Anyone who's had to do any sort of scripting with arcpy involving complex repetitive tasks knows how long it can take for it to complete. Even something as simple as exporting a few thousand map documents to images can potentially take hours to run. Part of the reason for this is due to the fact that python, by default, runs in a single thread. A programmer familiar with other languages, such as Java or C++ might have the bright idea to address this inefficiency by using multithreading to share the work among all the CPUs. Unfortunately, multithreading in python does not work in quite the same fashion.
CPython, upon which arcpy is built, employs what is known as the Global Interpreter Lock (GIL) to prevent one thread from modifying an object while another thread is working with that object, keeping garbage collection working smoothly. However, the downside to this is that python multithreading scripts cannot take full advantage of all available CPUs, preventing any real gains in speed.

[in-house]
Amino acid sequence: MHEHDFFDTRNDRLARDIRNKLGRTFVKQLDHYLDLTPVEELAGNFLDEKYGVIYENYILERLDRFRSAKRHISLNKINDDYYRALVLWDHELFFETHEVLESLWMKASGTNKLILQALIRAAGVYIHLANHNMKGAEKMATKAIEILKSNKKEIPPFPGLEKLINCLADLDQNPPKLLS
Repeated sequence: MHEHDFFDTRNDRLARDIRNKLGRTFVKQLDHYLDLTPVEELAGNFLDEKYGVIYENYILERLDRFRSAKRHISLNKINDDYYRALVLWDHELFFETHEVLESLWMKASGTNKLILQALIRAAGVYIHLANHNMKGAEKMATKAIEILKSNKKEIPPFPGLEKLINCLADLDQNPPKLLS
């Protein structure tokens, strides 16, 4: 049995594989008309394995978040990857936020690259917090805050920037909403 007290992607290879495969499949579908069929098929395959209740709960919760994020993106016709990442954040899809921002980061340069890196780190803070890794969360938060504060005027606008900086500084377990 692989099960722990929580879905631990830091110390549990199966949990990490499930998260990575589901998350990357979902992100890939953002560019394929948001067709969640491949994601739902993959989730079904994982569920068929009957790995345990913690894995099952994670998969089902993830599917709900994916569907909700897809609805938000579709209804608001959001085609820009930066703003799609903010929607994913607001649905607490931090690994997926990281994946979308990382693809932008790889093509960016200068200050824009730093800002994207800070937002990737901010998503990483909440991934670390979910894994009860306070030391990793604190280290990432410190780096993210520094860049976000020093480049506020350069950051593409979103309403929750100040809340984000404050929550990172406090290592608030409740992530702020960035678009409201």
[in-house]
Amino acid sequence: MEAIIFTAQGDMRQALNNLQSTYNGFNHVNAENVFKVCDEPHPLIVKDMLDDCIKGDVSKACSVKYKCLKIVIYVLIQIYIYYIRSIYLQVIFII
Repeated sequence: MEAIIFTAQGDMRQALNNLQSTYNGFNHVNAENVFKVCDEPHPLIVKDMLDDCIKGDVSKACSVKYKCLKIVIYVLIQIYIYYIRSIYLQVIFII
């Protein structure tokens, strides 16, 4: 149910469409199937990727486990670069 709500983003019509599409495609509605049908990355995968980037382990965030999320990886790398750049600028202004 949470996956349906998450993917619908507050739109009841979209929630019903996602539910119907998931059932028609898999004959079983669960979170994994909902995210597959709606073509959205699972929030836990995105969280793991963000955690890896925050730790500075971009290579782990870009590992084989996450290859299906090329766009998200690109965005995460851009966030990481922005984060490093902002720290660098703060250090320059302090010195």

Enter the multiprocessing module. This module employs processes instead of threads, thereby bypassing the GIL. Due to this, programmers are able to fully leverage multiple processors on any given machine, and even though processes have greater overhead than threads, significant gains in speed can be achieved.
This presentation will show best practices for using the multiprocessing module with arcpy, and will show examples of how we are currently using multithreading to provide solutions to clients.